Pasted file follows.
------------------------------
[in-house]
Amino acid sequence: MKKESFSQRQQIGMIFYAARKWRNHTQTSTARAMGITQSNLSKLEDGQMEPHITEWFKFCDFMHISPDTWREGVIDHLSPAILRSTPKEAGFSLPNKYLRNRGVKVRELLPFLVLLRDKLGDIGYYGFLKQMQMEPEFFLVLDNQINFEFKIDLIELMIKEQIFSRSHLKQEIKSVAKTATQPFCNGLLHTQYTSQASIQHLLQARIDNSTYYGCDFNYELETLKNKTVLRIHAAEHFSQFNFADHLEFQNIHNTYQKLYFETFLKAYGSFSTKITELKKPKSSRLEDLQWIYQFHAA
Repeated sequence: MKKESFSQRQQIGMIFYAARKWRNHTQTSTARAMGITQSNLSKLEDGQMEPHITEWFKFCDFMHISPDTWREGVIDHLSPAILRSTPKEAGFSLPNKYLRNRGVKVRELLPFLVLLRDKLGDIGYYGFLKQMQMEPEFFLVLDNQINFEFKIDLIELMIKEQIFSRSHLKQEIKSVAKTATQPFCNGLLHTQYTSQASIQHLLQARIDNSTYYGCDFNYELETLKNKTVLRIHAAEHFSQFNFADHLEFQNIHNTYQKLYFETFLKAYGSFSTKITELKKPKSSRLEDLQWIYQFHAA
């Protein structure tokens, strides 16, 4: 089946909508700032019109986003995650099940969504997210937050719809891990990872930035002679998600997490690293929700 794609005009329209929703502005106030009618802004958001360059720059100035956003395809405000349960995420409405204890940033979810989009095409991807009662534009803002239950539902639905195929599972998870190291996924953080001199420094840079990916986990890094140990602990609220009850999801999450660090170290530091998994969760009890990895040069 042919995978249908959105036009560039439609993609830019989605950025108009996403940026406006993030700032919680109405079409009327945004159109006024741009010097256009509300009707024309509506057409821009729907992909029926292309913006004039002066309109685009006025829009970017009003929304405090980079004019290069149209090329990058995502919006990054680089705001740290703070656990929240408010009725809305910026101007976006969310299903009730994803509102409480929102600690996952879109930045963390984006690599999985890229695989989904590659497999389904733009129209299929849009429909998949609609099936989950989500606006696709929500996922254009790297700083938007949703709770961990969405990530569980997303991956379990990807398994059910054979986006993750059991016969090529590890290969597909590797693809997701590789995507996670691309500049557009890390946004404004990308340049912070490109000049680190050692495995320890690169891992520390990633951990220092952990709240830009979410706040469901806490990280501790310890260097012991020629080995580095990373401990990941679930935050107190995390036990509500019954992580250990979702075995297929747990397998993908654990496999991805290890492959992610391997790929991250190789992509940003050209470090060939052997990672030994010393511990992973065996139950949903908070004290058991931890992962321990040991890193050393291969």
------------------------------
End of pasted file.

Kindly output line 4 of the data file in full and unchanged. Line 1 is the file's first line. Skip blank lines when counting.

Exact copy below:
């Protein structure tokens, strides 16, 4: 089946909508700032019109986003995650099940969504997210937050719809891990990872930035002679998600997490690293929700 794609005009329209929703502005106030009618802004958001360059720059100035956003395809405000349960995420409405204890940033979810989009095409991807009662534009803002239950539902639905195929599972998870190291996924953080001199420094840079990916986990890094140990602990609220009850999801999450660090170290530091998994969760009890990895040069 042919995978249908959105036009560039439609993609830019989605950025108009996403940026406006993030700032919680109405079409009327945004159109006024741009010097256009509300009707024309509506057409821009729907992909029926292309913006004039002066309109685009006025829009970017009003929304405090980079004019290069149209090329990058995502919006990054680089705001740290703070656990929240408010009725809305910026101007976006969310299903009730994803509102409480929102600690996952879109930045963390984006690599999985890229695989989904590659497999389904733009129209299929849009429909998949609609099936989950989500606006696709929500996922254009790297700083938007949703709770961990969405990530569980997303991956379990990807398994059910054979986006993750059991016969090529590890290969597909590797693809997701590789995507996670691309500049557009890390946004404004990308340049912070490109000049680190050692495995320890690169891992520390990633951990220092952990709240830009979410706040469901806490990280501790310890260097012991020629080995580095990373401990990941679930935050107190995390036990509500019954992580250990979702075995297929747990397998993908654990496999991805290890492959992610391997790929991250190789992509940003050209470090060939052997990672030994010393511990992973065996139950949903908070004290058991931890992962321990040991890193050393291969």